The healthy case for fossil fuel divestment

Alistair Wardrope, Healthy Planet

In 1998, four of the world’s largest tobacco companies were forced to make public decades of internal documents narrating their systematic attempts to undermine public health and legislative attempts to protect public health from the dangers of smoking. One of these documents – an internal memo circulated at Brown and Williamson – stated simply:

“Doubt is our product, since it is the best means of competing with the ‘body of fact’ that exists in the mind of the general public.”

That same year, a group of fossil fuel industry representatives working with the American Petroleum Institute produced a ‘roadmap’ for industry communications in the aftermath of the agreement of the Kyoto Protocol. They advised API members that:

“Victory will be achieved when average citizens ‘understand’ (recognise) uncertainties in climate science; recognition of uncertainties becomes part of the ‘conventional wisdom’.”

The parallels here are no mere linguistic accident. Fossil fuel companies had been aware since the 1970s of the potential threat to human health and wellbeing posed by climate change, and the role their business played in driving it. Like the tobacco industry, they decided to respond, not by amending their practices to protect the health of people and planet, but by subverting science, undermining legislation, and polluting public discourse with misinformation – often produced and disseminated by the same think tanks and scientists-for-hire previously employed by the tobacco industry.

It is easy to understand why fossil fuel companies would resort to such desperate tactics. The reality of climate change does not simply pose an inconvenience for their current practices; it invalidates their entire business model. The continued profitability of this industry relies upon detection and development of ever greater fossil fuel reserves. But we know that, to stand even a 50 per cent chance of keeping temperature rises below the internationally-agreed 2oC limit, 35 per cent of already-listed oil reserves, 52 per cent of natural gas, and a staggering 88 per cent of coal must remain in the ground, unburned. Their business is simply incompatible with a health-supporting climate, as the industry continues to demonstrate: by cutting investment in renewables; increasing development of new, highly-polluting unconventional fossil sources like oil sands and arctic drilling; and staking its future on unabated fossil fuel dependence, with all that entails for our climate.

The health sector’s response to this situation must acknowledge that the practices of this rogue industry pose an immense threat to public health, to break the social licence that affords it the influence to disseminate doubt and derail legislation, and to work to drive the radical transition in our energy economy that public health demands. Health organisations can instigate this process by publicly committing to end all financial interests they have in fossil fuel extraction companies – that is, by divesting. Divestment is a potent signal to the public that the continued profitability of these companies is antithetical to the aims of institutions dedicated to protecting and promoting health, and – just as it did with tobacco – can help stigmatise unethical behaviour and erode the industry’s social power.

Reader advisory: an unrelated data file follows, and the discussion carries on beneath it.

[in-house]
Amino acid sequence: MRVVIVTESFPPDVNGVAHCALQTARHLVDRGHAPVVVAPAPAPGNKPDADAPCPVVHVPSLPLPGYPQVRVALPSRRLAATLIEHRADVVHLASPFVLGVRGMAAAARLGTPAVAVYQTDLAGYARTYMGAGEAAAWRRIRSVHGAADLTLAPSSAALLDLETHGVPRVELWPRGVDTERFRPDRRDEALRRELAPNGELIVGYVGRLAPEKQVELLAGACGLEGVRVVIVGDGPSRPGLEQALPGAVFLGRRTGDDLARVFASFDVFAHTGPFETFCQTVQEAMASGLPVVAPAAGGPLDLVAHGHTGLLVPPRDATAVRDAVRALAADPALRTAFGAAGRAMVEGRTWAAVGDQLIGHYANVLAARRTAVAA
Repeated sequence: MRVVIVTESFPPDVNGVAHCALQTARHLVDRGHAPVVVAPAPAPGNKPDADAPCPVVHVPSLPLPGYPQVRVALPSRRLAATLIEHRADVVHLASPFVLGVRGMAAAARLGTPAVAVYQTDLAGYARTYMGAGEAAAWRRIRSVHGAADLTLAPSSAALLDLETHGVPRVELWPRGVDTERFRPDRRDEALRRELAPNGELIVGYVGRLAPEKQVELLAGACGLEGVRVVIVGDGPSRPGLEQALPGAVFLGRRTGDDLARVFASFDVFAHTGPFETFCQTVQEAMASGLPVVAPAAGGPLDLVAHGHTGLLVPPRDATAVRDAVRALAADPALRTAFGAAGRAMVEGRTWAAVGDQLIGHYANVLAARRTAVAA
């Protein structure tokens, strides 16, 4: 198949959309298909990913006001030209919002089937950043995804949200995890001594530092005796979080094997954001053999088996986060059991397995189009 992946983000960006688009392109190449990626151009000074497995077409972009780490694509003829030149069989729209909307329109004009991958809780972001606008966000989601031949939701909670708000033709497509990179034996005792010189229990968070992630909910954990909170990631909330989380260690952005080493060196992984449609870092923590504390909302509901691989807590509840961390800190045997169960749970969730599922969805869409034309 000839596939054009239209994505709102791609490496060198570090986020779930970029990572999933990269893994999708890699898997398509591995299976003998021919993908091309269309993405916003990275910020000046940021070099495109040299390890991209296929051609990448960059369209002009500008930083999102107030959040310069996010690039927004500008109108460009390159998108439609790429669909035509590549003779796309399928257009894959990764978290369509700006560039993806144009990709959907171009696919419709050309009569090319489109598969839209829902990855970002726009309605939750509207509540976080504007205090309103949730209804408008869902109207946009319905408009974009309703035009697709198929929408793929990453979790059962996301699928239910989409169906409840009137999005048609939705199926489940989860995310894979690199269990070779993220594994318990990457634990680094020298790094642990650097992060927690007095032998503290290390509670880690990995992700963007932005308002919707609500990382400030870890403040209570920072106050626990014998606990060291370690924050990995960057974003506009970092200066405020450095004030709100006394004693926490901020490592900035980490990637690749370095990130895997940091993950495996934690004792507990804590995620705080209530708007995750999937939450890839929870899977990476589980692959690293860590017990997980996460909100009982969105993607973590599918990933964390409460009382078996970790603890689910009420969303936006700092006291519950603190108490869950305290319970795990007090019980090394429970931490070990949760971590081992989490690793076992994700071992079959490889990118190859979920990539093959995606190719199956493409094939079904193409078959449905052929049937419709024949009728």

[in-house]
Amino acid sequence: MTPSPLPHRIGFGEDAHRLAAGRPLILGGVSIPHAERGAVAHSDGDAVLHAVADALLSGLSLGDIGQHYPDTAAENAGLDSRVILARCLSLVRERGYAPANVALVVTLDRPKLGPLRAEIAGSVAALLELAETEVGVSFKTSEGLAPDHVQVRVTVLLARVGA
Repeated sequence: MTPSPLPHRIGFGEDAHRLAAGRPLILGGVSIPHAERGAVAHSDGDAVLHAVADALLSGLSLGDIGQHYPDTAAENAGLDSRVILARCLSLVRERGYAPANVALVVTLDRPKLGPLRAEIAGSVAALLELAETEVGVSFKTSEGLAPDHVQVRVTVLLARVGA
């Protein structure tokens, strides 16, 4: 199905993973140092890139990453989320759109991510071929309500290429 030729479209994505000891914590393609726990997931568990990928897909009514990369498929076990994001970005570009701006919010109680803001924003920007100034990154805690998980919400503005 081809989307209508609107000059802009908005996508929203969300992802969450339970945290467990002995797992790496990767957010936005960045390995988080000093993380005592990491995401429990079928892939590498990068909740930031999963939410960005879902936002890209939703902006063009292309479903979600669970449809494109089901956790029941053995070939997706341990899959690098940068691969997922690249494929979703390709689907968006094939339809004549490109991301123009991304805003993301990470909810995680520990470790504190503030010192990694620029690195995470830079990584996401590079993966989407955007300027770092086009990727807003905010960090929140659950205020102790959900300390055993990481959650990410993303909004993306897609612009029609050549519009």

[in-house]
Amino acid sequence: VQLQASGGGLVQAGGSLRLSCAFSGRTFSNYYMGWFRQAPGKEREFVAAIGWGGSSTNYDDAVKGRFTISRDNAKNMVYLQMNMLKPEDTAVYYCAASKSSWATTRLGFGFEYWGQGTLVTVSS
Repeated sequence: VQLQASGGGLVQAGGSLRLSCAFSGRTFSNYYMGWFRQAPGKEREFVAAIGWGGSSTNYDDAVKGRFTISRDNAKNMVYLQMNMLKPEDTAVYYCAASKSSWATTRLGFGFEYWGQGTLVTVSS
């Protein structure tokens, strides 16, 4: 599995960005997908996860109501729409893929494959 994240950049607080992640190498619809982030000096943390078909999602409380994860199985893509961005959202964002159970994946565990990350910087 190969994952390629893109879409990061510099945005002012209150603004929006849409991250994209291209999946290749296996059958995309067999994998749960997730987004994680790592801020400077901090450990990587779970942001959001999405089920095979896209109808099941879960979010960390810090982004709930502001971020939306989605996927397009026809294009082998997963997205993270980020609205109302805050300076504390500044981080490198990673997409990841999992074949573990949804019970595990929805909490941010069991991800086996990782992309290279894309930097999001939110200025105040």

That is why an increasing number of health sector organisations – including the British and Canadian Medical Associations and the Royal Australasian College of Physicians – are joining over 500 universities, government bodies, faith groups and other public institutions to have already divested $3.4tn from fossil fuels. It is why 1000 leading health professionals earlier this year wrote to the boards of the Wellcome Trust and Gates Foundation asking them to divest, supported by the International Federation of Medical Students’ Associations, representing over 1m medical students worldwide whose future practice will be defined by a changing climate. And it is why world leaders from Ban Ki-moon to Desmond Tutu have expressed support for divestment.

In the words of WHO Director-General Margaret Chan, “what will really make the difference in addressing climate change is how societies choose to invest.” By divesting from fossil fuels, the health sector can instead support the renewable energy transition public health demands, helping to move societies away from carbon dependence towards cleaner energy generation and transport, with potentially massive co-benefits for public health. While climate change may pose the greatest global health threat of the 21st century, by divesting from fossil fuels and reinvesting in sustainable alternatives, health organisations can help to make it our greatest opportunity for better health.